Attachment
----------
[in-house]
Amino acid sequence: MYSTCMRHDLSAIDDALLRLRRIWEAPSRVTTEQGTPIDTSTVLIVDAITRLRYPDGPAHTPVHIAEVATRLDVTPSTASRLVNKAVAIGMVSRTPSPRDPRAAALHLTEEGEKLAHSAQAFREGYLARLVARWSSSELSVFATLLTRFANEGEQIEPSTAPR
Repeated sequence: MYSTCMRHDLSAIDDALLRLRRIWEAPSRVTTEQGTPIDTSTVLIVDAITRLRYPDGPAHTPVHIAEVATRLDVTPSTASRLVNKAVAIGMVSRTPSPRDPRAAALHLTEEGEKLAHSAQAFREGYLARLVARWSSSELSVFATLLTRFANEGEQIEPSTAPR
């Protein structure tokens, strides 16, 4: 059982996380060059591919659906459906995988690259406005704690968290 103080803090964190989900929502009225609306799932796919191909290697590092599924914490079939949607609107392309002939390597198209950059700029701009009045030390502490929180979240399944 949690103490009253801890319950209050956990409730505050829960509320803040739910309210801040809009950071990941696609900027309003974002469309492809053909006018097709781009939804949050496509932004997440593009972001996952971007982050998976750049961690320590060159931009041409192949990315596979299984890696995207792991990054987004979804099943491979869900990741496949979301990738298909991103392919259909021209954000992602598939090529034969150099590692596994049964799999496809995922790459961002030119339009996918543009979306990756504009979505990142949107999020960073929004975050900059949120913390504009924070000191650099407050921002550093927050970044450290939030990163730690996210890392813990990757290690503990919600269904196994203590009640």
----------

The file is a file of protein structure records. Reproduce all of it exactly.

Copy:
[in-house]
Amino acid sequence: MYSTCMRHDLSAIDDALLRLRRIWEAPSRVTTEQGTPIDTSTVLIVDAITRLRYPDGPAHTPVHIAEVATRLDVTPSTASRLVNKAVAIGMVSRTPSPRDPRAAALHLTEEGEKLAHSAQAFREGYLARLVARWSSSELSVFATLLTRFANEGEQIEPSTAPR
Repeated sequence: MYSTCMRHDLSAIDDALLRLRRIWEAPSRVTTEQGTPIDTSTVLIVDAITRLRYPDGPAHTPVHIAEVATRLDVTPSTASRLVNKAVAIGMVSRTPSPRDPRAAALHLTEEGEKLAHSAQAFREGYLARLVARWSSSELSVFATLLTRFANEGEQIEPSTAPR
């Protein structure tokens, strides 16, 4: 059982996380060059591919659906459906995988690259406005704690968290 103080803090964190989900929502009225609306799932796919191909290697590092599924914490079939949607609107392309002939390597198209950059700029701009009045030390502490929180979240399944 949690103490009253801890319950209050956990409730505050829960509320803040739910309210801040809009950071990941696609900027309003974002469309492809053909006018097709781009939804949050496509932004997440593009972001996952971007982050998976750049961690320590060159931009041409192949990315596979299984890696995207792991990054987004979804099943491979869900990741496949979301990738298909991103392919259909021209954000992602598939090529034969150099590692596994049964799999496809995922790459961002030119339009996918543009979306990756504009979505990142949107999020960073929004975050900059949120913390504009924070000191650099407050921002550093927050970044450290939030990163730690996210890392813990990757290690503990919600269904196994203590009640």